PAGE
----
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Prediction of wheat response to an application of phosphorus under field conditions using diffusive gradients in thin-films (DGT) and extraction methods

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Prediction of wheat response to an application of phosphorus under field conditions using diffusive gradients in thin-films (DGT) and extraction methods. / Mason, Sean; McNeill, Ann; McLaughlin, Mike J.; Zhang, Hao.

In: Plant and Soil, Vol. 337, No. 1-2, 12.2010, p. 243-258.

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Mason, Sean ; McNeill, Ann ; McLaughlin, Mike J. ; Zhang, Hao. / Prediction of wheat response to an application of phosphorus under field conditions using diffusive gradients in thin-films (DGT) and extraction methods. In: Plant and Soil. 2010 ; Vol. 337, No. 1-2. pp. 243-258.

Bibtex

@article{40e3be3e743748d8b11916c1d8352c4e,
title = "Prediction of wheat response to an application of phosphorus under field conditions using diffusive gradients in thin-films (DGT) and extraction methods",
abstract = "The ability of the Diffusive Gradients in Thin Films (DGT) technique and two other established testing methods (Colwell, resin) to predict wheat responsiveness to applied P from 35 field trials across southern Australia was investigated. Regression analysis of relative early dry matter production and grain yield responses demonstrated that the DGT method predicted plant responsiveness to applied P more accurately than Colwell P and resin P at sites where maximum yields were reached with P rates used (20 out of 35). The measured concentration in soils at the DGT surface, C-DGT, explained 74% of the variation in response for both early dry matter and grain, compared to 7% for early dry matter and 35% for grain using the resin P method. No significant relationships could be obtained for Colwell P although modifying the Colwell test data using Phosphorus Buffering Index resulted in a correct response prediction for 11 of the 20 field sites compared to 18 for DGT and 14 for resin P. These observations suggest that the DGT technique can assess plant available P in soils with significantly greater accuracy than traditional soil P testing methods. The critical P threshold, expressed as C-DGT, was 255 mu g L-1 for early dry matter and 66 mu g L-1 for grain.",
keywords = "Nutrient availability, Phosphorus deficiency, Soil testing , Soil fertility",
author = "Sean Mason and Ann McNeill and McLaughlin, {Mike J.} and Hao Zhang",
year = "2010",
month = dec,
doi = "10.1007/s11104-010-0521-0",
language = "English",
volume = "337",
pages = "243--258",
journal = "Plant and Soil",
issn = "0032-079X",
publisher = "Springer International Publishing AG",
number = "1-2",

}

RIS

TY - JOUR

T1 - Prediction of wheat response to an application of phosphorus under field conditions using diffusive gradients in thin-films (DGT) and extraction methods

AU - Mason, Sean

AU - McNeill, Ann

AU - McLaughlin, Mike J.

AU - Zhang, Hao

PY - 2010/12

Y1 - 2010/12

N2 - The ability of the Diffusive Gradients in Thin Films (DGT) technique and two other established testing methods (Colwell, resin) to predict wheat responsiveness to applied P from 35 field trials across southern Australia was investigated. Regression analysis of relative early dry matter production and grain yield responses demonstrated that the DGT method predicted plant responsiveness to applied P more accurately than Colwell P and resin P at sites where maximum yields were reached with P rates used (20 out of 35). The measured concentration in soils at the DGT surface, C-DGT, explained 74% of the variation in response for both early dry matter and grain, compared to 7% for early dry matter and 35% for grain using the resin P method. No significant relationships could be obtained for Colwell P although modifying the Colwell test data using Phosphorus Buffering Index resulted in a correct response prediction for 11 of the 20 field sites compared to 18 for DGT and 14 for resin P. These observations suggest that the DGT technique can assess plant available P in soils with significantly greater accuracy than traditional soil P testing methods. The critical P threshold, expressed as C-DGT, was 255 mu g L-1 for early dry matter and 66 mu g L-1 for grain.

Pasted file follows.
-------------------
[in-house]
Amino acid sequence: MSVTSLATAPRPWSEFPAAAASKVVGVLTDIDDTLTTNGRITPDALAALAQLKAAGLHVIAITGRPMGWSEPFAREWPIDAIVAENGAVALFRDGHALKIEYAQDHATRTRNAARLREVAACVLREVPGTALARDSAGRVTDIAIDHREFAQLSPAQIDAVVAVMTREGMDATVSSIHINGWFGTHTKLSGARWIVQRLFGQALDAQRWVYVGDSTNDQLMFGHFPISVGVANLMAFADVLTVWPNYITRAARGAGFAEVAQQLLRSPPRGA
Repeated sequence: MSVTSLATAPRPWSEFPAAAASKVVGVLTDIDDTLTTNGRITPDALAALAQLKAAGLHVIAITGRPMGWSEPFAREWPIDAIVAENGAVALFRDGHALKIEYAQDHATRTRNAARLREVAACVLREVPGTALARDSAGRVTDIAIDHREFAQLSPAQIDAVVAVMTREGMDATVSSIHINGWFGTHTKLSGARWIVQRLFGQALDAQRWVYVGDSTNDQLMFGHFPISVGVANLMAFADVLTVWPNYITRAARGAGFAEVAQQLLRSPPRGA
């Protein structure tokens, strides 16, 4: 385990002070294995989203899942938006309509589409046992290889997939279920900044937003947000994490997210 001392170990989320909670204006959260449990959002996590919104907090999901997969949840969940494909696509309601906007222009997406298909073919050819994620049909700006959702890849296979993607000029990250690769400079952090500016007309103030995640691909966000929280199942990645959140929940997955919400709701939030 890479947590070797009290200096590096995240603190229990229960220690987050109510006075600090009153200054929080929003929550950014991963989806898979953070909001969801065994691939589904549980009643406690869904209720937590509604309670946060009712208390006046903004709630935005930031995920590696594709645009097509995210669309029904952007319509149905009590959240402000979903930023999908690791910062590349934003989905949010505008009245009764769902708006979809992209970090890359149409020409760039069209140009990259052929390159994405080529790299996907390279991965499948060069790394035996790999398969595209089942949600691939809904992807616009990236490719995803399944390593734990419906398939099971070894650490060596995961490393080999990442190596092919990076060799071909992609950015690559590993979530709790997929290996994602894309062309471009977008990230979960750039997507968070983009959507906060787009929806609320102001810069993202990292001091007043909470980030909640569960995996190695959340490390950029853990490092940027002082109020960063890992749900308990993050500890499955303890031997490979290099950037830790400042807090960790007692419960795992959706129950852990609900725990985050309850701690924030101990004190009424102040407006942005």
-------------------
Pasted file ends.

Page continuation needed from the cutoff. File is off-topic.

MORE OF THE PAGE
AB - The ability of the Diffusive Gradients in Thin Films (DGT) technique and two other established testing methods (Colwell, resin) to predict wheat responsiveness to applied P from 35 field trials across southern Australia was investigated. Regression analysis of relative early dry matter production and grain yield responses demonstrated that the DGT method predicted plant responsiveness to applied P more accurately than Colwell P and resin P at sites where maximum yields were reached with P rates used (20 out of 35). The measured concentration in soils at the DGT surface, C-DGT, explained 74% of the variation in response for both early dry matter and grain, compared to 7% for early dry matter and 35% for grain using the resin P method. No significant relationships could be obtained for Colwell P although modifying the Colwell test data using Phosphorus Buffering Index resulted in a correct response prediction for 11 of the 20 field sites compared to 18 for DGT and 14 for resin P. These observations suggest that the DGT technique can assess plant available P in soils with significantly greater accuracy than traditional soil P testing methods. The critical P threshold, expressed as C-DGT, was 255 mu g L-1 for early dry matter and 66 mu g L-1 for grain.

KW - Nutrient availability

KW - Phosphorus deficiency

KW - Soil testing

KW - Soil fertility

UR - http://www.scopus.com/inward/record.url?scp=78449250242&partnerID=8YFLogxK

U2 - 10.1007/s11104-010-0521-0

DO - 10.1007/s11104-010-0521-0

M3 - Journal article

VL - 337

SP - 243

EP - 258

JO - Plant and Soil

JF - Plant and Soil

SN - 0032-079X

IS - 1-2

ER -